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Impact of Personal Protective Equipment on the Performance of Emergency Pediatric Procedures by Prehospital Providers

  • Maybelle Kou (a1) (a2), Aaron J. Donoghue (a3), Helen Stacks (a2), Adam Kochman (a1), Meghan Semiao (a2), Mark Nash (a4), David Siegel (a5), Lawrence Ku (a6), Julie Debski (a7), Jia-Yuh Chen (a7), Gaurav Sharma (a7), Leigh Gosnell (a6), Steven Krug (a8), Mark D. Adler (a8) (a9) and on behalf of the Best Pharmaceuticals for Children Act – Pediatric Trials Network...

Abstract

Objective:

Personal protective equipment (PPE) is worn by prehospital providers (PHPs) for protection from hazardous exposures. Evidence regarding the ability of PHPs to perform resuscitation procedures has been described in adult but not pediatric models. This study examined the effects of PPE on the ability of PHPs to perform resuscitation procedures on pediatric patients.

Methods:

This prospective study was conducted at a U.S. simulation center. Paramedics wore normal attire at the baseline session and donned full Level B PPE for the second session. During each session, they performed timed sets of psychomotor tasks simulating clinical care of a critically ill pediatric patient. The difference in time to completion between baseline and PPE sessions per task was examined using Wilcoxon signed-rank tests.

Results:

A total of 50 paramedics completed both sessions. Median times for task completion at the PPE sessions increased significantly from baseline for several procedures: tracheal intubation (+4.5 seconds, P=0.01), automated external defibrillator (AED) placement (+9.5 seconds, P=0.01), intraosseous line insertion (+7 seconds, P<.0001), tourniquet (+8.5 seconds, P<.0001), intramuscular injection (+21–23 seconds, P<.0001), and pulse oximetry (+4 seconds, P<.0001). There was no significant increase in completion time for bag-mask ventilation or autoinjector use.

Conclusions:

PPE did not have a significant impact on PHPs performing critical tasks while caring for a pediatric patient with a highly infectious or chemical exposure. This information may guide PHPs faced with the situation of resuscitating children while wearing Level B PPE.

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Copyright

Corresponding author

Corresponding Author: Maybelle Kou, MD, Inova Fairfax Medical Center/Inova Childrens’ Hospital, 3300 Gallows Road, Falls Church, VA22042. Tel: +703-776-4398; e-mail: Maybelle.Kou@inova.org.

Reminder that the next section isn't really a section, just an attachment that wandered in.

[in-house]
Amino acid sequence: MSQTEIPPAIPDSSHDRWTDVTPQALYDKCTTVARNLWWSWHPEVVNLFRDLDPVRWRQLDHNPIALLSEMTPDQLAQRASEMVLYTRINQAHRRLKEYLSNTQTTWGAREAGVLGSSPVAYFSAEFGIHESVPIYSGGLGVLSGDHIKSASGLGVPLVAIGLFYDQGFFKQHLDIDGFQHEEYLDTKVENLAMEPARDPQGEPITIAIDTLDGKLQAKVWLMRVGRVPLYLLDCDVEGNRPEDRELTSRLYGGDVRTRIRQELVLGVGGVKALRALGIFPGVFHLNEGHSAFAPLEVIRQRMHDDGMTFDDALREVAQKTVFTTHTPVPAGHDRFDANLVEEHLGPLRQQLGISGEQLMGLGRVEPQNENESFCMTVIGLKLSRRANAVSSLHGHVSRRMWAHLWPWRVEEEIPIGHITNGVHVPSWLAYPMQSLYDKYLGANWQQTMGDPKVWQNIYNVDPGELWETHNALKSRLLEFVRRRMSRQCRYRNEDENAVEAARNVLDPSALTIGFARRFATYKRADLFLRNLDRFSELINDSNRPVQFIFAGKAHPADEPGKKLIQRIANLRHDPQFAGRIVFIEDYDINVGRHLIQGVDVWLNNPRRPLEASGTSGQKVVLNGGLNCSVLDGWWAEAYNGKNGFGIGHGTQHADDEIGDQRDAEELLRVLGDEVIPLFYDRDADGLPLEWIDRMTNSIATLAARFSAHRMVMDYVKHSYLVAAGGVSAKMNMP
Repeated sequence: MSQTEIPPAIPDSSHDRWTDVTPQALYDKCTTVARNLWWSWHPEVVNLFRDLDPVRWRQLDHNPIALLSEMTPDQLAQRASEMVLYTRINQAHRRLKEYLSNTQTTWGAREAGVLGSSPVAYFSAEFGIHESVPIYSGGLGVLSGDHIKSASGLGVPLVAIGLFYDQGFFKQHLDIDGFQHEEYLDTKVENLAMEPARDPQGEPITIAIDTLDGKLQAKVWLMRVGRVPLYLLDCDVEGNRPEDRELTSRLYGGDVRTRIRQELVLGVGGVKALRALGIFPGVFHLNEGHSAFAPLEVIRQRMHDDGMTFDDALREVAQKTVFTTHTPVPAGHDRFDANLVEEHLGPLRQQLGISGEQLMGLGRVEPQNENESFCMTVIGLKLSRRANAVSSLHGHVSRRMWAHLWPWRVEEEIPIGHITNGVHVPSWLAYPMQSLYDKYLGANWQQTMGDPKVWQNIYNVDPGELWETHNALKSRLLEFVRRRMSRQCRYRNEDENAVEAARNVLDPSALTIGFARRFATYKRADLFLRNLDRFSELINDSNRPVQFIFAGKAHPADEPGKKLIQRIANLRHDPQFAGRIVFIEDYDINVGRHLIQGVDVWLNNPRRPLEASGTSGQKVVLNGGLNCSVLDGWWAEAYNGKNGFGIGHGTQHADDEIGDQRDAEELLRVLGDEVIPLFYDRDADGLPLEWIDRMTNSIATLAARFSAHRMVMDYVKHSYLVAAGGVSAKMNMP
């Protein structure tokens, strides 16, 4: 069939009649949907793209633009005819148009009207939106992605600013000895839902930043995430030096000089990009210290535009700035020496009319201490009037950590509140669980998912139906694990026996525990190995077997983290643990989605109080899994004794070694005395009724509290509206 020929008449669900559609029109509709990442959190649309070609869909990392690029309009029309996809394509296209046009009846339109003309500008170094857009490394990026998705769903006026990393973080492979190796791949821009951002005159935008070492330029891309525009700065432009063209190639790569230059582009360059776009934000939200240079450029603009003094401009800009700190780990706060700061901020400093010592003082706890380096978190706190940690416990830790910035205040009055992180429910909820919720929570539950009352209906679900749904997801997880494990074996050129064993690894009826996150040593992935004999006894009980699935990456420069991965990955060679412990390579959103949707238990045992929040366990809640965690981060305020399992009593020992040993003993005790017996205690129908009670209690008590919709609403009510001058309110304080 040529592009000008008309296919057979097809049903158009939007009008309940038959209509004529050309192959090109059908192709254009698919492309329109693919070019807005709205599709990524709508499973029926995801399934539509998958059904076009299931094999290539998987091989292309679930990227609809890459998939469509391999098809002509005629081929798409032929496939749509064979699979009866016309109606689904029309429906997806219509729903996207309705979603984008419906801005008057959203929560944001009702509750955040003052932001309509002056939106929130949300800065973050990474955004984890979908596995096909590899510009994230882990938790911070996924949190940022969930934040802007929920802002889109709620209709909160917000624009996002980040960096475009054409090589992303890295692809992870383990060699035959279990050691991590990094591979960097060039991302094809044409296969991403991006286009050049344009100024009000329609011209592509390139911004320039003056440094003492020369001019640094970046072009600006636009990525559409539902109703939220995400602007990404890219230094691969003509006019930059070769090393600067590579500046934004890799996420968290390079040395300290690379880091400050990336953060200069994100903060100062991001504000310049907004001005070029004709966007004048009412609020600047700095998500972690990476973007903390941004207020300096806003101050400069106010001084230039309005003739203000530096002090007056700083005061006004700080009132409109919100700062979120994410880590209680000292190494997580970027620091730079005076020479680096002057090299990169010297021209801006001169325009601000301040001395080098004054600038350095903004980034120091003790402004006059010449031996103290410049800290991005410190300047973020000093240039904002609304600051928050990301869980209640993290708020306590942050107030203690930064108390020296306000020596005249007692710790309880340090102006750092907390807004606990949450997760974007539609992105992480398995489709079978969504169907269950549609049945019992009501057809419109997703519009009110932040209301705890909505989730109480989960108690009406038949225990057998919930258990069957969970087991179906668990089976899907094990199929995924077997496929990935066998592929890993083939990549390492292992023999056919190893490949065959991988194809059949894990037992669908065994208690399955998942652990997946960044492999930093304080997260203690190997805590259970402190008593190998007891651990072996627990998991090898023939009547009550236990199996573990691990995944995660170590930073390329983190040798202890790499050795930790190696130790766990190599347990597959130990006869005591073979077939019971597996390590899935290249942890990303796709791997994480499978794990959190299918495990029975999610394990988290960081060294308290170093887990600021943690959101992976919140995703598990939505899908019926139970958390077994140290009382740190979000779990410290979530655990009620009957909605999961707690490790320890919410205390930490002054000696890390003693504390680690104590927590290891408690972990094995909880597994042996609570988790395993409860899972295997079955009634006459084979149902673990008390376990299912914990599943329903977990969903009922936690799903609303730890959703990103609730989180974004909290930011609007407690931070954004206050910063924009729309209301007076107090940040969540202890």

Footnotes

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See Acknowledgments.

This work was funded under National Institute of Child Health and Human Development (NICHD) contract HHSN275201000003I for the Pediatric Trials Network (PI Danny Benjamin). The content is solely the responsibility of the authors and does not necessarily represent the official views of the National Institutes of Health (NIH).

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References

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* See Acknowledgments.

This work was funded under National Institute of Child Health and Human Development (NICHD) contract HHSN275201000003I for the Pediatric Trials Network (PI Danny Benjamin). The content is solely the responsibility of the authors and does not necessarily represent the official views of the National Institutes of Health (NIH).

Keywords

Impact of Personal Protective Equipment on the Performance of Emergency Pediatric Procedures by Prehospital Providers

  • Maybelle Kou (a1) (a2), Aaron J. Donoghue (a3), Helen Stacks (a2), Adam Kochman (a1), Meghan Semiao (a2), Mark Nash (a4), David Siegel (a5), Lawrence Ku (a6), Julie Debski (a7), Jia-Yuh Chen (a7), Gaurav Sharma (a7), Leigh Gosnell (a6), Steven Krug (a8), Mark D. Adler (a8) (a9) and on behalf of the Best Pharmaceuticals for Children Act – Pediatric Trials Network...

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